[seqfan] Re: A000118: either as many, or thrice as many
Frank Adams-watters
franktaw at netscape.net
Tue May 16 19:40:40 CEST 2023
Hardy and Wright has a proof of the 4-squares theorem relating the number of solutions to a multiplicative function. You should be able to prove your conjecture based on that.
Franklin T. Adams-Watters
-----Original Message-----
From: Richard J. Mathar <mathar at mpia-hd.mpg.de>
To: seqfan at list.seqfan.eu
Sent: Tue, May 16, 2023 11:40 am
Subject: [seqfan] Re: A000118: either as many, or thrice as many
pa> I squared A004018 as a power series (i.e. (1*z⁰+4*z^1+4*z^2+0*z^3+...)^2 =
pa> 1*z⁰+8*z^1+24*z^2+32*z^3+...) and found that it's A000118, which is no surprise.
pa> a[n]=a[2n] when n is even (when squaring A004018, every other product is 0
pa> because one of the terms being multiplied is the (4m+3)rd term, which is
pa> always 0), and it appears that a[2n]=3a[n] when n is odd. How do you prove
pa> that, when n is odd, 2n has three times as many ways as n of being the sum of
pa> four squares? ....
So the question is: A000118(2*o) = 3*A000118(o) for all odd o?
Here is a (fuzzy) attempt for to prove this phenomenon:
A000118(n) has representations b(1)^2 +b(2)^2 +b(3)^2+b(4)^2
where b are integers (admitting negative integers), and
swapping terms b(i) and b(j) adds to the count if b(i)<> b(j),
what called *ordered* sums of squares.
Call b(1)^2+b(2)^2 the *first* part, and b(3)^2+b(4)^2 the *second* part.
Because o is odd, the first part of A000118(o) is even
and the second part odd, or the first part is odd and the second part is
even.
Because 2*o=e is even, the both parts of A000118(2*o) are even
or both parts of A000118(2*o) are odd.
A000118 is a convolution of A004018 with itself and A004018
is 4 times A002654 and the multiplicative property of A002654(e)
[e some even number] is that A002654(e) = A002654(odd part of e).
If both parts of A000118(2*o) are even we have 16 times the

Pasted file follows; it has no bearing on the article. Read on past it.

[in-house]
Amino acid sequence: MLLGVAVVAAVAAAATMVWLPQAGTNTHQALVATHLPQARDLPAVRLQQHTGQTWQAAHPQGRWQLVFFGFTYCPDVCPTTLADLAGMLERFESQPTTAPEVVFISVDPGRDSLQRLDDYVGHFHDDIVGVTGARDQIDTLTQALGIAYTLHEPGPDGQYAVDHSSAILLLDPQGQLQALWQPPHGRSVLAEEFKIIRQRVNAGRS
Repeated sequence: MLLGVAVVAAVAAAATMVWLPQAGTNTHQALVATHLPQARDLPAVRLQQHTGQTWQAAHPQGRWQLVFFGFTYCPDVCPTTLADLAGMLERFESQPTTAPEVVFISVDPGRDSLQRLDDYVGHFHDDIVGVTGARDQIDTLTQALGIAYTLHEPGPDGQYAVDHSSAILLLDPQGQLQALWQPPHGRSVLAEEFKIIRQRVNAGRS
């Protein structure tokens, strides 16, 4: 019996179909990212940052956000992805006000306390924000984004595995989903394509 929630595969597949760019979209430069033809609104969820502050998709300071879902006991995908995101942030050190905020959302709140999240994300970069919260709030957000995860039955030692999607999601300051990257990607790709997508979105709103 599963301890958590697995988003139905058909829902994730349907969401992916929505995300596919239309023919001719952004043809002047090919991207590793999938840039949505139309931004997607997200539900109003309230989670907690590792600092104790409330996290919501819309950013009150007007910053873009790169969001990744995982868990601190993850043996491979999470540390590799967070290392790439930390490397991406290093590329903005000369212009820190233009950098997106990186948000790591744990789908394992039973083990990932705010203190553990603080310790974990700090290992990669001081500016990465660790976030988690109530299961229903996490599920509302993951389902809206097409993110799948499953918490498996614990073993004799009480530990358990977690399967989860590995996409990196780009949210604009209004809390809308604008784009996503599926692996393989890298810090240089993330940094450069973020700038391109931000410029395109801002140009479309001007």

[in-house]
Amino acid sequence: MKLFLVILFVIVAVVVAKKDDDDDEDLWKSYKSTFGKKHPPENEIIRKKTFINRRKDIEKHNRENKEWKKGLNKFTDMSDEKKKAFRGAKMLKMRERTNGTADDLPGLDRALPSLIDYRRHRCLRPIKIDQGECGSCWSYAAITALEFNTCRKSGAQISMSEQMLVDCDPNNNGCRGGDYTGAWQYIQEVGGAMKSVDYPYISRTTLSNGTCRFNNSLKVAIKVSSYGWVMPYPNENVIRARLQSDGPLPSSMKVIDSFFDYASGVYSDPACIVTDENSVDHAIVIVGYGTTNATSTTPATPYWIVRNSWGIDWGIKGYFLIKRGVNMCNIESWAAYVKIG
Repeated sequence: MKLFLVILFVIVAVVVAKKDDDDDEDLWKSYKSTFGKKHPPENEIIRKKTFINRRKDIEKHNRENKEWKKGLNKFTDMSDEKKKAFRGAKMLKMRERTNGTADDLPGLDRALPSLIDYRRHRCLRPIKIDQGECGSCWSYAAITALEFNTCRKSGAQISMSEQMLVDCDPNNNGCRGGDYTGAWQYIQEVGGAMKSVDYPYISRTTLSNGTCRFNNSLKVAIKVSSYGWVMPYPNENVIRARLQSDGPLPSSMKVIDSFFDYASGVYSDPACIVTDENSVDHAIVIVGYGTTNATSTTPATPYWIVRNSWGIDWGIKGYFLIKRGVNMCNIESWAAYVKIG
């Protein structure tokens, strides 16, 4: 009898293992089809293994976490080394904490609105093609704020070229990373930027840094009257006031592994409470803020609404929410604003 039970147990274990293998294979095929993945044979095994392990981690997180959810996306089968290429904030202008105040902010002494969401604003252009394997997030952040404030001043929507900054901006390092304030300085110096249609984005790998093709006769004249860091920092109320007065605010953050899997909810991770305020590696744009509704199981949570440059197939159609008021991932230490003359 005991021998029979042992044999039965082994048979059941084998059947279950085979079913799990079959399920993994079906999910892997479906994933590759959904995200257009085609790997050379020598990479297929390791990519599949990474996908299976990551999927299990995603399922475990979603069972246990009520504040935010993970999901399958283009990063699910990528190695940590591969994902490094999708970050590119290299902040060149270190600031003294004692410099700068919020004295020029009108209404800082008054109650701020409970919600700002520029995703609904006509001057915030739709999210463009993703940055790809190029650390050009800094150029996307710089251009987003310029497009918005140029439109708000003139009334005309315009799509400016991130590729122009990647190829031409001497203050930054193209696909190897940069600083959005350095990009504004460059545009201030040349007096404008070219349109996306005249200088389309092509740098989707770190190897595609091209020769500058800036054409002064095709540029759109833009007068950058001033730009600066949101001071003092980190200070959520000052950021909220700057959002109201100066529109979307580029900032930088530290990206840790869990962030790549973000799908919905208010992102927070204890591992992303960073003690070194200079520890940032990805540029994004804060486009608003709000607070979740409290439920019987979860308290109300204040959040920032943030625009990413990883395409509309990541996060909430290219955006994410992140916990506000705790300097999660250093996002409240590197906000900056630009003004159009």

contribution of A002654(e1)*A002654(e2) where we may write
always A002654(e1/2)*A002654(e2/2), so actually for e=2o
the cases where A000118(2*o) has two even parts gives the same
contribution as A000118(o).
Example: for A000118(14)=A000118(2*7) = (apart from factor 16)
A002654(0)*A002654(14)
+
A002654(1)*A002654(13)
+
A002654(2)*A002654(12)
+
A002654(3)*A002654(11)
+...
A002654(14)*A002654(0)
the even parts are from
A002654(0)*A002654(14)
+
A002654(2)*A002654(12)
+
A002654(4)*A002654(10)
+...
A002654(14)*A002654(0)
=
A002654(0)*A002654(7)
+
A002654(1)*A002654(6)
+
A002654(2)*A002654(5)
+...
A002654(7)*A002654(0)
= (reconvolution, apart from factor 16) -> A000118(7).
So the missing answer is whether the cases where both parts
of A000118(2*o) are odd gives a further contribution of 2*A000118(o) (?)
The basic property seems to be that for b(1)^2+b(2)^2 odd
and b(3)^2+b(4)^2 odd [and therefore parity of b(1) different from parity of b(2),
and also parity of b(3) different from parity of b(4)] one has 4 possible parity
scenarios for b(1) to b(4) from left to right:
+-+-
+--+
-++-
-+-+
and for each of these scenarios one can swap terms such that
after reordering the two parts are even:
+-+- b(1)^2+b(2)^2+b(3)^2+b(4)^2 = b(1)^2+b(3)^2 +b(2)^2+b(4)^2 ++--
+--+ b(1)^2+b(2)^2+b(3)^2+b(4)^2 = b(1)^2+b(4)^2 +b(2)^2+b(3)^2 ++--
-++- b(1)^2+b(2)^2+b(3)^2+b(4)^2 = b(1)^2+b(4)^2 +b(2)^2+b(3)^2 --++
-+-+ b(1)^2+b(2)^2+b(3)^2+b(4)^2 = b(1)^2+b(3)^2 +b(2)^2+b(4)^2 --++
For each of these swapped sums the left and (reordered) right sum
count separately, because the terms hat have been moved had different
parity and were therefore different. Now on the right hand
side one can again apply the halving argument as if the two parts
of A000118 had had two even parts (as above), giving another contribution
of A000118(o), and the we see that on the reordered sums there
is in each case another variant of swapping both terms of both
parts, for another A000118(o).
So in summary, the property that we are having convolutions
with terms that can be spliced in various cases of parities
and that A002654 "discards" the even component while
counting seem to ensure that A000118(2*o) =3*A000118(o).
HTH, Richard
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